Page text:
I used to be certain 0% would extend past August, but now not so sure with all this talk of forgiveness of 10k-50k. If they actually go for the forgiveness route, they could potentially end the 0% forbearance on 8/31/2022. I guess now I'm thinking 1 in 3 chance it ends in August vs. what I thought would be zero chance before. With that said, I still like the odds and I am not refinancing because I've committed to this path. If I were going to refinance, I should have done it in March before the rate rises. Now it's almost not worth refinancing because of the current rates. I think I'll just keep my loans federal and pay them off as quickly as possible if the forbearance ends. There are other benefits of having federal loans, namely that they are discharged in the setting of total and permanent disability and also the fact that they are discharged in death. So it kind of has a disability/life insurance benefit attached to it. I believe private student loans do not die with you unless you have zero net worth. Otherwise they are offset by your estate.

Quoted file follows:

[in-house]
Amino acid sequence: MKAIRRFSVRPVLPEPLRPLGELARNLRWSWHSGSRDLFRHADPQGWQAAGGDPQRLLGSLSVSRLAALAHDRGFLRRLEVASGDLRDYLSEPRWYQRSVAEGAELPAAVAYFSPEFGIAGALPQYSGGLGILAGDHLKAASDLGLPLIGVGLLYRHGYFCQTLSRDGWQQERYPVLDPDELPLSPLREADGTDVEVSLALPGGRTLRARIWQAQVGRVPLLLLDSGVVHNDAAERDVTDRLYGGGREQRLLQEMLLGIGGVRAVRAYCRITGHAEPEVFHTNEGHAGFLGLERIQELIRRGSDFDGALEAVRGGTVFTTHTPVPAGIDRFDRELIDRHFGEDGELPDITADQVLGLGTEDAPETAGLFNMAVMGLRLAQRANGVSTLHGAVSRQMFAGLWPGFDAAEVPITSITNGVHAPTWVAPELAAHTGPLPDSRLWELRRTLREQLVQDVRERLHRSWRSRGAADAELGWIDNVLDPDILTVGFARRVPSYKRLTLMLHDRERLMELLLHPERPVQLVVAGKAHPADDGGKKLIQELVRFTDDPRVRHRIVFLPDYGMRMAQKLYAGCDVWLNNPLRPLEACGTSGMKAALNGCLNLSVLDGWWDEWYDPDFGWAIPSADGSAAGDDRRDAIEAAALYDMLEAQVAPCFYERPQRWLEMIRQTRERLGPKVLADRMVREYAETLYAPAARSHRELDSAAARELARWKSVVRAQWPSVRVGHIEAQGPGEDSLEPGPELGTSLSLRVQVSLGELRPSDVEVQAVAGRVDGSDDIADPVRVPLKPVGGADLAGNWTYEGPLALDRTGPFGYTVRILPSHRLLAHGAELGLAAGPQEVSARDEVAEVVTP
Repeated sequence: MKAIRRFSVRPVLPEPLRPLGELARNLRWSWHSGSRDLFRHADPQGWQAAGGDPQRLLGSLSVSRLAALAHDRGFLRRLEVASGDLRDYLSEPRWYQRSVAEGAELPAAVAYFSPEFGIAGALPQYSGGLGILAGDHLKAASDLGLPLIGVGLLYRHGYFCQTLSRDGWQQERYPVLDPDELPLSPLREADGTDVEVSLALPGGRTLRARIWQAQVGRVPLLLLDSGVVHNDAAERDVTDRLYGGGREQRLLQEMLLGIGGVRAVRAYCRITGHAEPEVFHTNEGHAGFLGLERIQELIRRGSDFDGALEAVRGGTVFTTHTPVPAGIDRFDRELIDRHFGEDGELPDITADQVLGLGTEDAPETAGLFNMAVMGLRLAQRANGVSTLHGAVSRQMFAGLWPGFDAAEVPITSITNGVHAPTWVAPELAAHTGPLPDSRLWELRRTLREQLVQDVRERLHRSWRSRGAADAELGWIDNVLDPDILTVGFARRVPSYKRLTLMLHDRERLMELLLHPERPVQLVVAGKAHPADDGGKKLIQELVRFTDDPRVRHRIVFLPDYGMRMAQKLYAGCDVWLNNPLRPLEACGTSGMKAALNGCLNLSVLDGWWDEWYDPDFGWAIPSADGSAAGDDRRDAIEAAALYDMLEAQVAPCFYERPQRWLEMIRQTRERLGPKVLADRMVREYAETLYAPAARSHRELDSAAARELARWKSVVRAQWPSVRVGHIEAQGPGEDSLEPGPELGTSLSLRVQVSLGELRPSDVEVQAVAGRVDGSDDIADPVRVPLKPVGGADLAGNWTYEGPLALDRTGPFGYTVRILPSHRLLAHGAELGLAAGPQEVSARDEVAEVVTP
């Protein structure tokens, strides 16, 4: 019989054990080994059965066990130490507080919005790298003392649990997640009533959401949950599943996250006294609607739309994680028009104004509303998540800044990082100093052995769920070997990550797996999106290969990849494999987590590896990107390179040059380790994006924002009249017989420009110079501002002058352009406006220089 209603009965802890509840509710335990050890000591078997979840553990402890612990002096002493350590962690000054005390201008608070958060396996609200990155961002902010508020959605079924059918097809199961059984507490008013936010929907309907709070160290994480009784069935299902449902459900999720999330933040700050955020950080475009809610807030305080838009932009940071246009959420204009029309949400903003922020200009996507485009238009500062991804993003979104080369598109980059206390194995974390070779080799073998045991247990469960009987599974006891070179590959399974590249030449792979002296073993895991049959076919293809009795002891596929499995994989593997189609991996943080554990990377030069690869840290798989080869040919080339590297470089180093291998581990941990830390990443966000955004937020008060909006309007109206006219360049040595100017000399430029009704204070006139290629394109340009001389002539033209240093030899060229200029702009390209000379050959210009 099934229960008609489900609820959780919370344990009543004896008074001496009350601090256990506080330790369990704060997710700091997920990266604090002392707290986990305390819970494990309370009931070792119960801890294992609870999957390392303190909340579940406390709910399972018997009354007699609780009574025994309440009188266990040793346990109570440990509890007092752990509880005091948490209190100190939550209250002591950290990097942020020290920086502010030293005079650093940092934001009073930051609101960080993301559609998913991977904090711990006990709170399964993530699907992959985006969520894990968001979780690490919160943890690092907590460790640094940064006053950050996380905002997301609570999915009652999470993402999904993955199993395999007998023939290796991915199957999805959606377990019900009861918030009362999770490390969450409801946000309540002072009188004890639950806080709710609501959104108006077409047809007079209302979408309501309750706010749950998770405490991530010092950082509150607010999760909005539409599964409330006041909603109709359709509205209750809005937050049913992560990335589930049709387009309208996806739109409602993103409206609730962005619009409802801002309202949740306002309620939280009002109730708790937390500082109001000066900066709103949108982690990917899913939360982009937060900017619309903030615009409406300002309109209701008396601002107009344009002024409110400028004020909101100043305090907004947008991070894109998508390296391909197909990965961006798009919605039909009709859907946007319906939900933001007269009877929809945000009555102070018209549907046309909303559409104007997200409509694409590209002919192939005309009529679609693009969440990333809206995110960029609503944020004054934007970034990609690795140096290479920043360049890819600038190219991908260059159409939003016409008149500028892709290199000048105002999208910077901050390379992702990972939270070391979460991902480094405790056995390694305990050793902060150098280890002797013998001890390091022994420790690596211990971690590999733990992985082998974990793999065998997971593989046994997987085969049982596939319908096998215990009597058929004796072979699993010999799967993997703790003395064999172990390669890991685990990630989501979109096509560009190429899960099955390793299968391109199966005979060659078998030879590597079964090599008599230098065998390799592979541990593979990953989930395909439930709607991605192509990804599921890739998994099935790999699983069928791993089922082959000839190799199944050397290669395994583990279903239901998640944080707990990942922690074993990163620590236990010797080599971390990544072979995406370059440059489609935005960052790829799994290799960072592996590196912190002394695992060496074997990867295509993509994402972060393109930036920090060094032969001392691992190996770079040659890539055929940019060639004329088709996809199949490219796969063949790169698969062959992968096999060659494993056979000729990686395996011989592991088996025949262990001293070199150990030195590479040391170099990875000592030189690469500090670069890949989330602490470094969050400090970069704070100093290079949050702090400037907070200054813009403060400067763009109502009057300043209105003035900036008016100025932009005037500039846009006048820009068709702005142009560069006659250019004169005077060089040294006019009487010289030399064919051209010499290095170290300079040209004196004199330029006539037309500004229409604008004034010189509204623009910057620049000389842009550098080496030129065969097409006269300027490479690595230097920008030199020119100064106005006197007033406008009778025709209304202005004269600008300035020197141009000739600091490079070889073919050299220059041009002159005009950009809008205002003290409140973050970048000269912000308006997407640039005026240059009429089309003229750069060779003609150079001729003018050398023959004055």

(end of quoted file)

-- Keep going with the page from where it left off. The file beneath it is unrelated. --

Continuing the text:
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  • CordMcNally
    replied
    Interest will be at 0% for the foreseeable future and will certainly extend way past August for multiple reasons.

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  • pierre
    replied
    Originally posted by inkling View Post
    Thanks. Yes, currently interest is at 0% but I wanted to have a plan for when the payment/interest pause ends this August.
    There’s close to 0% chance it actually ends in August.

    I’d leave the loans alone and put everything you can in retirement. At least that’s whet I did.

    Leave a comment:


  • inkling
    replied